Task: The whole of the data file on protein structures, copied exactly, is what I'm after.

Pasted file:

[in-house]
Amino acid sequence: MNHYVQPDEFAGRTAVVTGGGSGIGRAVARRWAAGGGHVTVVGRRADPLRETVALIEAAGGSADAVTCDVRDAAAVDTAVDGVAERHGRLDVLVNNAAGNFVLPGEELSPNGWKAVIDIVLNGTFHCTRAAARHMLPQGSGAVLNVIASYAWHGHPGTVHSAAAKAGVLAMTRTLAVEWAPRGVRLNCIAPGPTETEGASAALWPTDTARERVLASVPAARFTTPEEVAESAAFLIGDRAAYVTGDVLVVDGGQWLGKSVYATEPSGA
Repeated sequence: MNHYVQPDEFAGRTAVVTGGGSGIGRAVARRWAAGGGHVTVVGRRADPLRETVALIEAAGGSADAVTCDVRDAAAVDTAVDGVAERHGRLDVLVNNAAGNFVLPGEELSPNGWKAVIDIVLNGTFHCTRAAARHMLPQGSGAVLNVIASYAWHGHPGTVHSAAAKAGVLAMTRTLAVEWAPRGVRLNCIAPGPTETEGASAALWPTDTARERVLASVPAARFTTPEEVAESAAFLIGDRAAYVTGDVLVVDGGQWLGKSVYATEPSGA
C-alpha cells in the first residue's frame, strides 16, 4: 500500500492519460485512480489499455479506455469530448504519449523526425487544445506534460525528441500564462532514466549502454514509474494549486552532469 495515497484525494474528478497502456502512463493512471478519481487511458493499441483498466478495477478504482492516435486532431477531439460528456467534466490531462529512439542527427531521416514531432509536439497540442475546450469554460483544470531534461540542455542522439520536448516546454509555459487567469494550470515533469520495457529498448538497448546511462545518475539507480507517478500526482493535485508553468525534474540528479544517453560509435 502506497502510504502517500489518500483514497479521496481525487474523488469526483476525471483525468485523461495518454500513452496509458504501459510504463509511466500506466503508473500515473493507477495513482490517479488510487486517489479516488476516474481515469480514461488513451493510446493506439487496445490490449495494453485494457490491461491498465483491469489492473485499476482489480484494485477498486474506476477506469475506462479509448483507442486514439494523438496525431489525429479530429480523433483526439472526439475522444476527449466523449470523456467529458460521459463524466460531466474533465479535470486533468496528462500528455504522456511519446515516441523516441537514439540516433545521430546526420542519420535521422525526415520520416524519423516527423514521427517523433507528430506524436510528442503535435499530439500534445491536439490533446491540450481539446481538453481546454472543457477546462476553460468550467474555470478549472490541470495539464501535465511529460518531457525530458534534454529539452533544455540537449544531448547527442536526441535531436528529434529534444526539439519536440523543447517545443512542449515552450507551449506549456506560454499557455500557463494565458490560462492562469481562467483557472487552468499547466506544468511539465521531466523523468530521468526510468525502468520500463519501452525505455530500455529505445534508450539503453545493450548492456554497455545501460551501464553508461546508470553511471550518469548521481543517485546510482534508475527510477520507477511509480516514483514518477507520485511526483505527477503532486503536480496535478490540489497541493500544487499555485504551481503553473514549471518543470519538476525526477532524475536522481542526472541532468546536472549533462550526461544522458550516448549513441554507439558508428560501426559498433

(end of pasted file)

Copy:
[in-house]
Amino acid sequence: MNHYVQPDEFAGRTAVVTGGGSGIGRAVARRWAAGGGHVTVVGRRADPLRETVALIEAAGGSADAVTCDVRDAAAVDTAVDGVAERHGRLDVLVNNAAGNFVLPGEELSPNGWKAVIDIVLNGTFHCTRAAARHMLPQGSGAVLNVIASYAWHGHPGTVHSAAAKAGVLAMTRTLAVEWAPRGVRLNCIAPGPTETEGASAALWPTDTARERVLASVPAARFTTPEEVAESAAFLIGDRAAYVTGDVLVVDGGQWLGKSVYATEPSGA
Repeated sequence: MNHYVQPDEFAGRTAVVTGGGSGIGRAVARRWAAGGGHVTVVGRRADPLRETVALIEAAGGSADAVTCDVRDAAAVDTAVDGVAERHGRLDVLVNNAAGNFVLPGEELSPNGWKAVIDIVLNGTFHCTRAAARHMLPQGSGAVLNVIASYAWHGHPGTVHSAAAKAGVLAMTRTLAVEWAPRGVRLNCIAPGPTETEGASAALWPTDTARERVLASVPAARFTTPEEVAESAAFLIGDRAAYVTGDVLVVDGGQWLGKSVYATEPSGA
C-alpha cells in the first residue's frame, strides 16, 4: 500500500492519460485512480489499455479506455469530448504519449523526425487544445506534460525528441500564462532514466549502454514509474494549486552532469 495515497484525494474528478497502456502512463493512471478519481487511458493499441483498466478495477478504482492516435486532431477531439460528456467534466490531462529512439542527427531521416514531432509536439497540442475546450469554460483544470531534461540542455542522439520536448516546454509555459487567469494550470515533469520495457529498448538497448546511462545518475539507480507517478500526482493535485508553468525534474540528479544517453560509435 502506497502510504502517500489518500483514497479521496481525487474523488469526483476525471483525468485523461495518454500513452496509458504501459510504463509511466500506466503508473500515473493507477495513482490517479488510487486517489479516488476516474481515469480514461488513451493510446493506439487496445490490449495494453485494457490491461491498465483491469489492473485499476482489480484494485477498486474506476477506469475506462479509448483507442486514439494523438496525431489525429479530429480523433483526439472526439475522444476527449466523449470523456467529458460521459463524466460531466474533465479535470486533468496528462500528455504522456511519446515516441523516441537514439540516433545521430546526420542519420535521422525526415520520416524519423516527423514521427517523433507528430506524436510528442503535435499530439500534445491536439490533446491540450481539446481538453481546454472543457477546462476553460468550467474555470478549472490541470495539464501535465511529460518531457525530458534534454529539452533544455540537449544531448547527442536526441535531436528529434529534444526539439519536440523543447517545443512542449515552450507551449506549456506560454499557455500557463494565458490560462492562469481562467483557472487552468499547466506544468511539465521531466523523468530521468526510468525502468520500463519501452525505455530500455529505445534508450539503453545493450548492456554497455545501460551501464553508461546508470553511471550518469548521481543517485546510482534508475527510477520507477511509480516514483514518477507520485511526483505527477503532486503536480496535478490540489497541493500544487499555485504551481503553473514549471518543470519538476525526477532524475536522481542526472541532468546536472549533462550526461544522458550516448549513441554507439558508428560501426559498433